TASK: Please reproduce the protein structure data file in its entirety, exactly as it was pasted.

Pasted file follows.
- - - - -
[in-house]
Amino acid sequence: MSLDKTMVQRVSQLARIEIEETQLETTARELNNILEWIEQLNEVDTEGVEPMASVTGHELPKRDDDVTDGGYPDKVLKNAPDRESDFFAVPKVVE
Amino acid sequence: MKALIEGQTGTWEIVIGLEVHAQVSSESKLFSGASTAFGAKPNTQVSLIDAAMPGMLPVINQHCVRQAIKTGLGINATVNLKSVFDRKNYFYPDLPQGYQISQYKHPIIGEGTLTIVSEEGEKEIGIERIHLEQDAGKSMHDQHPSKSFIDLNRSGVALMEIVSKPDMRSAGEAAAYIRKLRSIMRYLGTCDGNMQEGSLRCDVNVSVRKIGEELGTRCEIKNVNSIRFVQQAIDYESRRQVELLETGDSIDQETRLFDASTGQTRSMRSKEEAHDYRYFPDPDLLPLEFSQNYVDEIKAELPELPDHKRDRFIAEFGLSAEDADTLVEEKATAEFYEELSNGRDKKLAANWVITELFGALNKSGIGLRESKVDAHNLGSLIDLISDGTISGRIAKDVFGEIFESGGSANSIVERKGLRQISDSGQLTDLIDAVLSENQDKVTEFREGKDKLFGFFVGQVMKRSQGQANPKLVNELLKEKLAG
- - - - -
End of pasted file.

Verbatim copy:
[in-house]
Amino acid sequence: MSLDKTMVQRVSQLARIEIEETQLETTARELNNILEWIEQLNEVDTEGVEPMASVTGHELPKRDDDVTDGGYPDKVLKNAPDRESDFFAVPKVVE
Amino acid sequence: MKALIEGQTGTWEIVIGLEVHAQVSSESKLFSGASTAFGAKPNTQVSLIDAAMPGMLPVINQHCVRQAIKTGLGINATVNLKSVFDRKNYFYPDLPQGYQISQYKHPIIGEGTLTIVSEEGEKEIGIERIHLEQDAGKSMHDQHPSKSFIDLNRSGVALMEIVSKPDMRSAGEAAAYIRKLRSIMRYLGTCDGNMQEGSLRCDVNVSVRKIGEELGTRCEIKNVNSIRFVQQAIDYESRRQVELLETGDSIDQETRLFDASTGQTRSMRSKEEAHDYRYFPDPDLLPLEFSQNYVDEIKAELPELPDHKRDRFIAEFGLSAEDADTLVEEKATAEFYEELSNGRDKKLAANWVITELFGALNKSGIGLRESKVDAHNLGSLIDLISDGTISGRIAKDVFGEIFESGGSANSIVERKGLRQISDSGQLTDLIDAVLSENQDKVTEFREGKDKLFGFFVGQVMKRSQGQANPKLVNELLKEKLAG